At the school, the Japanese guards showered the man and straightened his clothes as much as possible. The other Americans were ordered to the school. As they stood there, the White Angel ordered an American captain to follow him behind the school. The POW was marched behind the school and the other Americans heard two shots. The American officer told the men that the POW had said, “Tell them I went down smiling.” There, the White Angel shot the POW as the man smiled at him. As the man lay on the ground, he shot him a second time. The American captain told the other Americans what had happened. The White Angel told them that this was going to happen to anyone who would not work for the Japanese Empire.

      On another occasion, a POW collapsed on the runway. The Wolf had the man taken back to the barracks. When the Wolf came to the barracks that evening and the man was still unconscious, he banged the man’s head into the concrete floor and kicked him in the head. He then took the man to the shower and drowned him in the basin. A third POW who had tried to walk away from the detail told the guards to shoot him. The guards took him back to the Pasay School, strung him up by his thumbs outside the doorway, and placed a bottle of beer and sandwich in front of him. He was dead by evening.

      POWs watched as a POW was beaten by Miseroson, Pick Handle Pete, Okiduson, and five other guards. The man had been too weak to work that morning and they tied him to a post and beat him to the ground. The beating lasted about a half hour. They filled his stomach with water until it was full and left there to die. It was also reported that ten POWs were executed because one POW had broken a rule.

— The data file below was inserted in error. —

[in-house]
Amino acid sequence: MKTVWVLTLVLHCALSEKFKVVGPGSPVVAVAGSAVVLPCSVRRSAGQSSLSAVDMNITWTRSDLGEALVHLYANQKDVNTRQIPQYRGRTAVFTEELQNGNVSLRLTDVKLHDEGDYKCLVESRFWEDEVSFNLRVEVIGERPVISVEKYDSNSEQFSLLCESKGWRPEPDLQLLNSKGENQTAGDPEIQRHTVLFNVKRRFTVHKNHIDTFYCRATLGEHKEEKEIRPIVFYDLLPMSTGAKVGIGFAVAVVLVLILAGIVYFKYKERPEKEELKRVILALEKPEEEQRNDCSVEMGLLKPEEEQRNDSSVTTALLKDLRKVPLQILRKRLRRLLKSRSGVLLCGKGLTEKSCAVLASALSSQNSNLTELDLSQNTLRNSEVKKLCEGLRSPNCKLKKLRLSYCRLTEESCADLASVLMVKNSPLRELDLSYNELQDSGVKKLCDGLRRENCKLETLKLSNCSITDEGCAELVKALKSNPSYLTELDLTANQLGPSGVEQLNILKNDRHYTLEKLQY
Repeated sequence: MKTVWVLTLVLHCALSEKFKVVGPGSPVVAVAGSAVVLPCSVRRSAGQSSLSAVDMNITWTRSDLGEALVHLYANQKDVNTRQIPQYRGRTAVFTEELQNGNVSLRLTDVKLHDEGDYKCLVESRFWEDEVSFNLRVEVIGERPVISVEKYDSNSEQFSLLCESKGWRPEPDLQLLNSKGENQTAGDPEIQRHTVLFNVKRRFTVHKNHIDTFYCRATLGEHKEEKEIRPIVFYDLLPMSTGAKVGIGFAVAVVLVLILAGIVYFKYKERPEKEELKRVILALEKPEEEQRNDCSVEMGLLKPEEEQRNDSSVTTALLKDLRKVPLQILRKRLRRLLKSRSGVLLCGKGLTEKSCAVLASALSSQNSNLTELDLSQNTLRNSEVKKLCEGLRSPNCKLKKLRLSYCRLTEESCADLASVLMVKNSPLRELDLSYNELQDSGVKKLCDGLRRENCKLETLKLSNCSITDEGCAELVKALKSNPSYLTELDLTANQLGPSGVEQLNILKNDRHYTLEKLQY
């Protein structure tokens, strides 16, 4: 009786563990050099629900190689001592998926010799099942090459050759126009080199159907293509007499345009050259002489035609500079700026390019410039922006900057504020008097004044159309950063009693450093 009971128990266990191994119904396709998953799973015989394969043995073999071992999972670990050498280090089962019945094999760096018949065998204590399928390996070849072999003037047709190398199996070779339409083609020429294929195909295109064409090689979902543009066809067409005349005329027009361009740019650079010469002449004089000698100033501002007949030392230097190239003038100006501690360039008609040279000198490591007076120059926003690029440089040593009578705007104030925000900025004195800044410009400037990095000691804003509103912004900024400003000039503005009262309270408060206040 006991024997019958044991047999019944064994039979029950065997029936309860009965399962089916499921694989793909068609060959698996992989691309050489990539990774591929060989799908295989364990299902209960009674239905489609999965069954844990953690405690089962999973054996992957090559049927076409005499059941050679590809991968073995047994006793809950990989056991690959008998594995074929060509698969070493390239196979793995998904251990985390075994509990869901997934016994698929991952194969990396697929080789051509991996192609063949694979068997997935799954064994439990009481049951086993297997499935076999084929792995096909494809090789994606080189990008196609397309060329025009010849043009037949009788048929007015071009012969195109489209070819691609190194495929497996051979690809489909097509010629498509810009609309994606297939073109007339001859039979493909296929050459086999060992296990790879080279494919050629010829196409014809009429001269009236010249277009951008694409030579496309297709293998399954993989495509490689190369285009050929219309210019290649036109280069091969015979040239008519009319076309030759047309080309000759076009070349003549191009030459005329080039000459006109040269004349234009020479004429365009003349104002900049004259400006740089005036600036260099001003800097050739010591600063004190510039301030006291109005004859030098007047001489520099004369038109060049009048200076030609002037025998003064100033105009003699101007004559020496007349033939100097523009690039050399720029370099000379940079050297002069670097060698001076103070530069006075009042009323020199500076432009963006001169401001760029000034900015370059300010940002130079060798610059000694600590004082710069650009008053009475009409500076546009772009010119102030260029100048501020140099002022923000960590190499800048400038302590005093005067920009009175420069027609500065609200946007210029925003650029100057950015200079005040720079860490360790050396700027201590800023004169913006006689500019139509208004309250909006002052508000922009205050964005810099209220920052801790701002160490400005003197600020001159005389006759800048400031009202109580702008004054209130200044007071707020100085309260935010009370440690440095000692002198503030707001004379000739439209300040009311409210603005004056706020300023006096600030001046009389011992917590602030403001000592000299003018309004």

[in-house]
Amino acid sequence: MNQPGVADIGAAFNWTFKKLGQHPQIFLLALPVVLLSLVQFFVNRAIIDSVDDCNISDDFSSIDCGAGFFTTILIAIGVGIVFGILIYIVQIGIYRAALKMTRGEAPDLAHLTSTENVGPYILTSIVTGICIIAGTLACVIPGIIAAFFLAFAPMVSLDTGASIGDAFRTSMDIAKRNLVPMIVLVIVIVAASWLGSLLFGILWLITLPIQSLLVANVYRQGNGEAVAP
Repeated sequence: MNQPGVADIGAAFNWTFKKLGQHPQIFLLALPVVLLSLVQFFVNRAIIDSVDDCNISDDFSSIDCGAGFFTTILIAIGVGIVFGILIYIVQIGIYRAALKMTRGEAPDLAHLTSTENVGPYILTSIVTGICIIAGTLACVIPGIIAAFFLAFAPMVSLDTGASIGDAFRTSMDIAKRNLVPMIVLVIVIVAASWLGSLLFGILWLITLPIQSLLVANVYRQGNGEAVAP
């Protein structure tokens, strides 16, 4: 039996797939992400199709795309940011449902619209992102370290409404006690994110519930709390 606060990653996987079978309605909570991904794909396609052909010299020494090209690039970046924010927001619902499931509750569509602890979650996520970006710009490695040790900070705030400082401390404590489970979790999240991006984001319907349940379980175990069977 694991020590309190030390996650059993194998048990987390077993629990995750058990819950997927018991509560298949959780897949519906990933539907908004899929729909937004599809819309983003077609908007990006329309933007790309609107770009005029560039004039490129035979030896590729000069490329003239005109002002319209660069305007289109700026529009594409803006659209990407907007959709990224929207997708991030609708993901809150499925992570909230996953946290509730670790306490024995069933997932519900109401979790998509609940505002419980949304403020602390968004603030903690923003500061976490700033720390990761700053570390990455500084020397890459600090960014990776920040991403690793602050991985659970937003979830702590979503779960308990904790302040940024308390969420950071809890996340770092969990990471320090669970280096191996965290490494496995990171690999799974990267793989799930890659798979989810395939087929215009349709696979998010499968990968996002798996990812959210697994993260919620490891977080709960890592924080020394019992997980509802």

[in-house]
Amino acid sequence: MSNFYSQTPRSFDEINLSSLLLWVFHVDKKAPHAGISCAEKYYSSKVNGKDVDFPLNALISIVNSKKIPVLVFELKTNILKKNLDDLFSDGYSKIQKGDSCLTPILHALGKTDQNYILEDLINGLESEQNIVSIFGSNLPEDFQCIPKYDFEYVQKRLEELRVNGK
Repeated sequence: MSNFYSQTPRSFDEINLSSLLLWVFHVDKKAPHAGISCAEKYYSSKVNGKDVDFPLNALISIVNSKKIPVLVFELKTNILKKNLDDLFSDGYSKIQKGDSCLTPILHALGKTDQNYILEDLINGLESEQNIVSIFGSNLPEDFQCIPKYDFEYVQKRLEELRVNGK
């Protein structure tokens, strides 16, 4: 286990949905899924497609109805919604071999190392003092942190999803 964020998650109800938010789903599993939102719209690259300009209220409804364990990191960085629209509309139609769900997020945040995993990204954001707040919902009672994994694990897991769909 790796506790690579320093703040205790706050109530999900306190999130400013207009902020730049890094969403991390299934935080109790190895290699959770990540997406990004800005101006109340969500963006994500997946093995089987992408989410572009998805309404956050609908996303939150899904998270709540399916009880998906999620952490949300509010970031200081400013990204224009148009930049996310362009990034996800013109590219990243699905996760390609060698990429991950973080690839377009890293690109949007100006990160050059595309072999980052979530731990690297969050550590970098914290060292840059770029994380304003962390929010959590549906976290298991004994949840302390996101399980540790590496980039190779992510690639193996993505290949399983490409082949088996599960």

The beatings also took place at the school. It was stated that one POW stole 50 pounds of sugar that had come from the Red Cross for the POWs. The Japanese found it in their room at the school and beat all 28 POWs who shared the room. The POWs reported they were beaten with blackjacks, fists, and kicked. They also received what they called “the rail treatment” and were denied their dinner that evening.

        The second commanding officer of the detail was known as “the Wolf.” He was a civilian who wore a Japanese Naval Uniform. Each morning, he would come to the POW barracks and select those POWs who looked the sickest and make them line up. The men were made to put one leg on each side of a trench and then do 50 push-ups. If a man’s arms gave out and he touched the ground, he was beaten with pick handles.

        On another occasion, a POW collapsed on the runway. The Wolf had the man taken back to the barracks. When the Wolf came to the barracks that evening and the man was still unconscious, he banged the man’s head into the concrete floor and kicked him in the head. He then took the man to the shower and drowned him in the basin.

        A third POW who had tried to walk away from the detail told the guards to shoot him, the guards took him back to the Pasay School and strung him up by his thumbs outside the doorway, and placed a bottle of beer and sandwich in front of him. He was dead by evening.

        The remains of the POWs who had died on the detail were brought to Bilibid Prison in wooden boxes. The Japanese had death certificates, with the causes of death signed by an American doctor, sent with the boxes. The Americans from the detail, who accompanied the boxes, would not tell the POWs at Bilibid what had happened. It was only when the sick, from the detail, began to arrive at Bilibid did they learn what the detail was like. These men were sent to Bilibid to die since it would look better when it was reported to the International Red Cross.

        The POW doctor was only allowed to keep 20 POWs from working each day. If the doctor put more men on the “quarters list” he was beaten by the Japanese. The remains of the POWs who had died on the detail were brought to Bilibid Prison in sealed wooden boxes. The Japanese dictated the causes of death to the American doctor and sent the death certificates, with the causes of death, signed by the doctor sent with the boxes. The Americans from the detail, who accompanied the boxes, would not tell the POWs at Bilibid what had happened. It was only when the sick, from the detail, began to arrive at Bilibid that they learned what the detail was like. The POWs who arrived from the detail were described as skeletons. They also told about the brutality and how other POWs on the detail were killed by the Japanese. These men had been sent to Bilibid to die since it would look better when it was reported to the International Red Cross.